Though pounding the pavement for a 26.2 mile run is a wee bit intense for me, I’m fascinated with those who feel otherwise — like the 50,000 who are racing this weekend in the New York City Marathon.
And while some — the uber runners — will finish in under 3 hours, most will spend upwards of 4 – 6 to reach the finish line.
That’s 4 – 6 hours of running!
So even with a deep pouch of physical + mental strengthening provisions + practices to call on — it’s still a crazy long run!
The high level of endurance needed to keep a steady pace is a given. It’s the ability to keep a fluid connection between the mind and body so neither one gives up –that’s what intrigues me.
My friend, Gina Dwyer, is one of the 50k who signed up for Sunday. I thought it would be fun to catch up with her to find out…how the hell is she going to do this?
EL: Why did you sign up for the NY marathon?
GD: Because I thought I wouldn’t get in. Kidding.
I wanted to prove to myself I could do it, as well as inspire others to run. I knew entering would force me to train hard and push my limits. I also thought it would be a great opportunity to raise funds and awareness for a charity that is near and dear to my heart (BrightPink.org), all while getting in a good workout.
EL: What is your experience in running marathons and in running in general?
GD: This will be my first full marathon. I’ve been a runner for over 10 years. I have participated in a few half marathons as well as 5 mile races, 10k’s, 15k’s, etc. My first actual race was the Turkey Trot (5 miles) in Buffalo, NY… and I was just as nervous then as I am now.
EL: What exactly are you doing to prepare your body– both workout wise and with food?
GD: The training schedule throughout the last few months has stayed the same, except each week there was a gradual increase in mileage per workout. I usually train during the day while my daughter is at school. On average, I run 4-5 days out of the week. One day, maybe I’ll run 3-4 miles, the next I’ll run 7, then I’ll do a long run on Wednesdays (anywhere from 15-20 miles) and then take a day or two break. Then I’ll do another a short run, and then have a day of interval training. Then repeat. The only difference in my diet is that I’m eating more of everything!
EL: What about the mental aspect — is there any prep you can do to get your mind in shape for running the marathon?
GD: That’s probably the toughest part. I’m not sure there’s a way to prepare mentally for the long run, except to take comfort in knowing that there are plenty of other runners who are feeling the exact same way. I was also told that the adrenaline, the scenery and the energy of running with 50,000 participants will get anyone through the NY marathon. In a previous race, I ran next to a man who was juggling while he ran the entire course. I’d love to master that! What a brilliant diversion.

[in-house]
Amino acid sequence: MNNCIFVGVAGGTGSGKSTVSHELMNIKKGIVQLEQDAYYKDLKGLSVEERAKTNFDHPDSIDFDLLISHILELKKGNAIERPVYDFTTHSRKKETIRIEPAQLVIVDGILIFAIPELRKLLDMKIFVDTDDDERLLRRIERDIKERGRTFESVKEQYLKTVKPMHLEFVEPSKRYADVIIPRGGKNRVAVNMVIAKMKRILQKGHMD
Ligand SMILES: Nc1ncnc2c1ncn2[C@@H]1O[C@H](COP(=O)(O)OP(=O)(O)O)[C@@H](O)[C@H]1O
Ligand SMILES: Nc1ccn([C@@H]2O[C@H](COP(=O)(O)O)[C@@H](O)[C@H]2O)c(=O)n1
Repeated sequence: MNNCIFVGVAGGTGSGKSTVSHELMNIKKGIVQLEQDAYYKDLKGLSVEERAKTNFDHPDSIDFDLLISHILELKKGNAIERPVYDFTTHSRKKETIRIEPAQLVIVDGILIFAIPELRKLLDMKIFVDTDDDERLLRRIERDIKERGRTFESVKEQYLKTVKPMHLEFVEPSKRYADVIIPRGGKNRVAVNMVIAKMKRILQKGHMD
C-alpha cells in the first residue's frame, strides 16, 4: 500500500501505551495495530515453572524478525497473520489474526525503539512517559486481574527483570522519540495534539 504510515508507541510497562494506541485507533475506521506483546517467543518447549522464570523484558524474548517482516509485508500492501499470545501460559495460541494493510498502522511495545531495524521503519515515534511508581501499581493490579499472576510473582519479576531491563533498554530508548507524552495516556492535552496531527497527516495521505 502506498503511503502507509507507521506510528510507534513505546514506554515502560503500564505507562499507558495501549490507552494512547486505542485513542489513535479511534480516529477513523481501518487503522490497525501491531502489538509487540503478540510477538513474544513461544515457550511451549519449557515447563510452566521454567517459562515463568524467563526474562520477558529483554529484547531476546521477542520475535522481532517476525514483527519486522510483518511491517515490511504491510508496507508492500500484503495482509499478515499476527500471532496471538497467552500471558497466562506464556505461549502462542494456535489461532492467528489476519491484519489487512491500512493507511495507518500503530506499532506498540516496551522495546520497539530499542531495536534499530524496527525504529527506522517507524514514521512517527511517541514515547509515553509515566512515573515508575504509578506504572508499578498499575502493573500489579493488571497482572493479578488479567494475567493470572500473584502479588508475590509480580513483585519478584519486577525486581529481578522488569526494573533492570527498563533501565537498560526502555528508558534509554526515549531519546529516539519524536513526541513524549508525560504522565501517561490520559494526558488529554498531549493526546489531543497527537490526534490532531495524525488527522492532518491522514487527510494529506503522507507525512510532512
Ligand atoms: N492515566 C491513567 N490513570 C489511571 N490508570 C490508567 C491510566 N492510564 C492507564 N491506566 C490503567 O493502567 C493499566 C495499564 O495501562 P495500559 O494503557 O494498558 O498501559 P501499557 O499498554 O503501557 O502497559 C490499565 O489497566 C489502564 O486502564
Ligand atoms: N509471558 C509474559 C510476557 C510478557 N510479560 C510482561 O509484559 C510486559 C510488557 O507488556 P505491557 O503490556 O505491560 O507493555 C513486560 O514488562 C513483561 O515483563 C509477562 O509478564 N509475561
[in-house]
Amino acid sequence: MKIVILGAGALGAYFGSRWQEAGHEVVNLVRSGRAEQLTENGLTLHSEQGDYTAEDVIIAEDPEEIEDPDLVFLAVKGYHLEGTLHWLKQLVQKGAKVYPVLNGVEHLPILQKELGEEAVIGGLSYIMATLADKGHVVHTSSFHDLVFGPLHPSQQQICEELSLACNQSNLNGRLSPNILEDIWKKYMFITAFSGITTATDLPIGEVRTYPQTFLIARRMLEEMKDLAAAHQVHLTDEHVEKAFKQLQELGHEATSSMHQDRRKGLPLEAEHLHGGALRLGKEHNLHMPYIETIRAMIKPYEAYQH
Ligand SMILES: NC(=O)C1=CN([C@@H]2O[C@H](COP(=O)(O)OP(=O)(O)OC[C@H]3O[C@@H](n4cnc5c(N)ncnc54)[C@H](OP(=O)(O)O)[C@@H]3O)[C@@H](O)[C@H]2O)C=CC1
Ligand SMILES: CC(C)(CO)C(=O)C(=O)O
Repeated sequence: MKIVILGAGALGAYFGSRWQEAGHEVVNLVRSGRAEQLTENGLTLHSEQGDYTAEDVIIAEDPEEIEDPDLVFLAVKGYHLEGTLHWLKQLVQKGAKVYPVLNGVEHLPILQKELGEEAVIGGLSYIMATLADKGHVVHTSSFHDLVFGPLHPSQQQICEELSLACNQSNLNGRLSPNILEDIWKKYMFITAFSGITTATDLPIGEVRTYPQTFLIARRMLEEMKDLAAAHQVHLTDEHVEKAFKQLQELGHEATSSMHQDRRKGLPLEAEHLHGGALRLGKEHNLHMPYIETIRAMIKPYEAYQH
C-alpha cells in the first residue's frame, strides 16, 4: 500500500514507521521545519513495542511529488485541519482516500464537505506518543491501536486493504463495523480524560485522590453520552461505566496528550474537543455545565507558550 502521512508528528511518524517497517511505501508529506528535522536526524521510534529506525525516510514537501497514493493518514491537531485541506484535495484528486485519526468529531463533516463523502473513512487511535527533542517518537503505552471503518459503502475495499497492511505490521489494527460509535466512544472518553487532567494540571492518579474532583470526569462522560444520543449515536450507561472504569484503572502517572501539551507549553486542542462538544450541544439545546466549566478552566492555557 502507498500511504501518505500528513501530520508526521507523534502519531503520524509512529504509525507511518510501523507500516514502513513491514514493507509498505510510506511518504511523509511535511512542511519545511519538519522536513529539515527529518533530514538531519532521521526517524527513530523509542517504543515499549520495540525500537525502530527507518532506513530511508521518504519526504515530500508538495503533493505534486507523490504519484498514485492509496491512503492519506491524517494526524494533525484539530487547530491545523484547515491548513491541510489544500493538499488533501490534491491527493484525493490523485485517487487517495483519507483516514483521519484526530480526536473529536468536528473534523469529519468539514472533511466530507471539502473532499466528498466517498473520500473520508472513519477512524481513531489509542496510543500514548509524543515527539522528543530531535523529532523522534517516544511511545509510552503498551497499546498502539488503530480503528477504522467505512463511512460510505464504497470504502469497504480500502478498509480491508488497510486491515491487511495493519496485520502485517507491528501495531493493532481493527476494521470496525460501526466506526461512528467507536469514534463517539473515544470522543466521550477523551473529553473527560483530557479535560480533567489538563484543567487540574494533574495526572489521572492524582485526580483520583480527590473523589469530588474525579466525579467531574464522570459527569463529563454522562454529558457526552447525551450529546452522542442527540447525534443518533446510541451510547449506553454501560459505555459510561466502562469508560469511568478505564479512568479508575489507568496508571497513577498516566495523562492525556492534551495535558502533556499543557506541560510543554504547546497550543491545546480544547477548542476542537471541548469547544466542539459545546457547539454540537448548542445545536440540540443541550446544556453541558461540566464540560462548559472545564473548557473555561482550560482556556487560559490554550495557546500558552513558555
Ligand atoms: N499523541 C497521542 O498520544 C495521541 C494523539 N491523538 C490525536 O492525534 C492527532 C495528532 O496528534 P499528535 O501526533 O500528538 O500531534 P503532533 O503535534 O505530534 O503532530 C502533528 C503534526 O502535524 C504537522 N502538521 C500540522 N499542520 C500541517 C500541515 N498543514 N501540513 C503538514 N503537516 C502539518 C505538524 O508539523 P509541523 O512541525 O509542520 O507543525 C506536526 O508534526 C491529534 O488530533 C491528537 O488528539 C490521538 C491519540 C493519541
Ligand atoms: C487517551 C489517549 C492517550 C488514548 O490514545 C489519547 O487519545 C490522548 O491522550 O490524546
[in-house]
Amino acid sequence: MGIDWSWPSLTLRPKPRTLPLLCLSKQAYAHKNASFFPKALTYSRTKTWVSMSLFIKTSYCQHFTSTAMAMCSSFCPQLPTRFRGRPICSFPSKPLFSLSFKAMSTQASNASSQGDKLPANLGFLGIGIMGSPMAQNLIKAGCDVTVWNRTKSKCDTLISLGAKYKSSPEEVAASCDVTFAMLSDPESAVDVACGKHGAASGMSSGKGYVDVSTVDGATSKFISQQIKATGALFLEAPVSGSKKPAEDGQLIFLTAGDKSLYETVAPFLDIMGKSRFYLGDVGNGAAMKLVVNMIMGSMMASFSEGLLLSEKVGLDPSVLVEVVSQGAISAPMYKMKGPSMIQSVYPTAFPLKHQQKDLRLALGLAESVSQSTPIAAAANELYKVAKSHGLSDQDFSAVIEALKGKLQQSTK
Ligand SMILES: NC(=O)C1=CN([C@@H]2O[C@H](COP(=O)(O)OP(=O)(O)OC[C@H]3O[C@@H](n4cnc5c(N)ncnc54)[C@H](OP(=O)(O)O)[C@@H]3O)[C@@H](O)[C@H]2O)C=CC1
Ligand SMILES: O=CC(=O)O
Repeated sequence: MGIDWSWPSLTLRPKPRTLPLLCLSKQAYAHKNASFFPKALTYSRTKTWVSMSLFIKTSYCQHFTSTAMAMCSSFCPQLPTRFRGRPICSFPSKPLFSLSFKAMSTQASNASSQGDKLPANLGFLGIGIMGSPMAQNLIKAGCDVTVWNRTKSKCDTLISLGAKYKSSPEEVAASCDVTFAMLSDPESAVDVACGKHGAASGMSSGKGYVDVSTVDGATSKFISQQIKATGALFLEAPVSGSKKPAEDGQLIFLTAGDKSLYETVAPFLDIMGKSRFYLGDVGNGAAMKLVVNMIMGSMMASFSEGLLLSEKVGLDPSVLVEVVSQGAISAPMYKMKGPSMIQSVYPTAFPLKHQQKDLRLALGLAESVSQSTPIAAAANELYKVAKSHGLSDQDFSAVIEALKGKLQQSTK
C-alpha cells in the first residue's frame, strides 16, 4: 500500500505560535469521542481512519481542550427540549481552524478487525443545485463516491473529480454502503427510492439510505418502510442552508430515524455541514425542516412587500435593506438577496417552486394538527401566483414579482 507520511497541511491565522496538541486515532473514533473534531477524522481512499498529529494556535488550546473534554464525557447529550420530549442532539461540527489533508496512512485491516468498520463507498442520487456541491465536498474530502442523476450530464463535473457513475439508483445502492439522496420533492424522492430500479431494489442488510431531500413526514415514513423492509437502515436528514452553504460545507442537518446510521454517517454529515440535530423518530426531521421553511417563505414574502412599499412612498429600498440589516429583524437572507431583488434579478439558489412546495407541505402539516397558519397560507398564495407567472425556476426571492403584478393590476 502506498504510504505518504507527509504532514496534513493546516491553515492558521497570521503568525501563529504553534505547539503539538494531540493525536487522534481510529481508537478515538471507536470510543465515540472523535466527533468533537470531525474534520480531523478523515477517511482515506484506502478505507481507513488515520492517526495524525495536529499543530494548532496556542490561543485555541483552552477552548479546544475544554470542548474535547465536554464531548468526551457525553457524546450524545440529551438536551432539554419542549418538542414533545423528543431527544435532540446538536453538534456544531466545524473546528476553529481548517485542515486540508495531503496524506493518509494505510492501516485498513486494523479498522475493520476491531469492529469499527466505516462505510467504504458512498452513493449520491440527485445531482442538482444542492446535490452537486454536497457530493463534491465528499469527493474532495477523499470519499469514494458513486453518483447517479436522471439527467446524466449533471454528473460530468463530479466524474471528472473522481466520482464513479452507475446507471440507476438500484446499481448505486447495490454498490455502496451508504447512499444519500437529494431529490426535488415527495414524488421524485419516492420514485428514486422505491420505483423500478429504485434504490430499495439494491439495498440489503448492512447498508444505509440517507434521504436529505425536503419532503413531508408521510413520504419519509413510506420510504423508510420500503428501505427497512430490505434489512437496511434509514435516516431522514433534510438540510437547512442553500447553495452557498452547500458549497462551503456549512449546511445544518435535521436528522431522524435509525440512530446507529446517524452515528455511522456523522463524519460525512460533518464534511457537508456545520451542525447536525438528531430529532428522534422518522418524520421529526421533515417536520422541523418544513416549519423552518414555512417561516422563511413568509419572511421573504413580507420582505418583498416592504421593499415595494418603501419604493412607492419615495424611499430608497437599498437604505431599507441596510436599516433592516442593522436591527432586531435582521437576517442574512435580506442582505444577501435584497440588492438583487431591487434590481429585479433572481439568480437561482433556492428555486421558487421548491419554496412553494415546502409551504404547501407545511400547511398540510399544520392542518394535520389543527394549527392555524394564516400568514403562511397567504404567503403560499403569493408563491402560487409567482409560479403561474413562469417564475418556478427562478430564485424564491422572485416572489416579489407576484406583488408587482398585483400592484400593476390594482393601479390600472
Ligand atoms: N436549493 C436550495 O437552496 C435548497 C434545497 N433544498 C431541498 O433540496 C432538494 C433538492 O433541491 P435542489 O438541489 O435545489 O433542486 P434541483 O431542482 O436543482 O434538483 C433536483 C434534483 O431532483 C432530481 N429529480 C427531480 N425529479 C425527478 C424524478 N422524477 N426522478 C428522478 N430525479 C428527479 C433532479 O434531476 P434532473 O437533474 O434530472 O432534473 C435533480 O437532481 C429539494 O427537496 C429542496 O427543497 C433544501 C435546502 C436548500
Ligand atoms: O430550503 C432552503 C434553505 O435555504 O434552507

EL: What do you anticipate to be the hardest part of the marathon?
GD: That last .2 mile!
EL: How do you plan on keeping your focus?
GD: I always run with music. It’s what keeps my feet moving. However, during the marathon there will be DJ’s and performers along the course, so I may ditch the headphones and soak in the city!
EL: What have you learned about pacing yourself as a runner?
GD: It takes me a few miles to settle into a comfortable pace, but once I’m there it allows my brain to relax, and to focus on other things such as posture, hydrating….anything other than running! Pacing is important, to exert your energy evenly throughout the course. It’s easy to forget, especially in the beginning of the race when they say you should start out slow.
EL: Based on the other races you’ve done, how would you describe the feeling of finishing, or accomplishing your goal?
GD: Each race is such a personal achievement, but I imagine finishing the full marathon will leave me feeling excited, rejuvenated, inspired and inspiring.
EL: How does this type of strength acquired from marathon training seep into your regular life?
GD: It teaches perseverance and trains you to be comfortable with discomfort. Training has also allowed me a lot of time to myself to meditate and think, so I usually feel clear headed and calm for the remainder of the day(s).
EL: Why do you think people get hooked on racing? Do you think you’ll run more marathons after this one is over?
GD: I think people get hooked on how they feel when they finish a run. It’s an extremely personal sport, so the only person you are competing with is yourself– which is why I am hooked. Right now, I am at the stage in training where I am tired of running, so my answer today is that I doubt I will run another marathon. But I think running a marathon is almost like giving birth…once the memory of the pain wears off, you do it again!
(Photo of Gina by: Abbey Drucker,
her outfit provided by: Live The Process)
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Excellent interview! I will watch the marathon with a more intimate perspective and renewed respect.
Thanks, GGW — I love seeing you here!
That was so interesting! Who knew that she does marathon for the same reason that I practice yoga! Marathon as a path to enlightenment (is it wrong to say that I am glad it’s not the only path
Sara, I wonder which is more challenging — to run for 5 hours…or to sit still for the same amount of time. I’d probably rather run!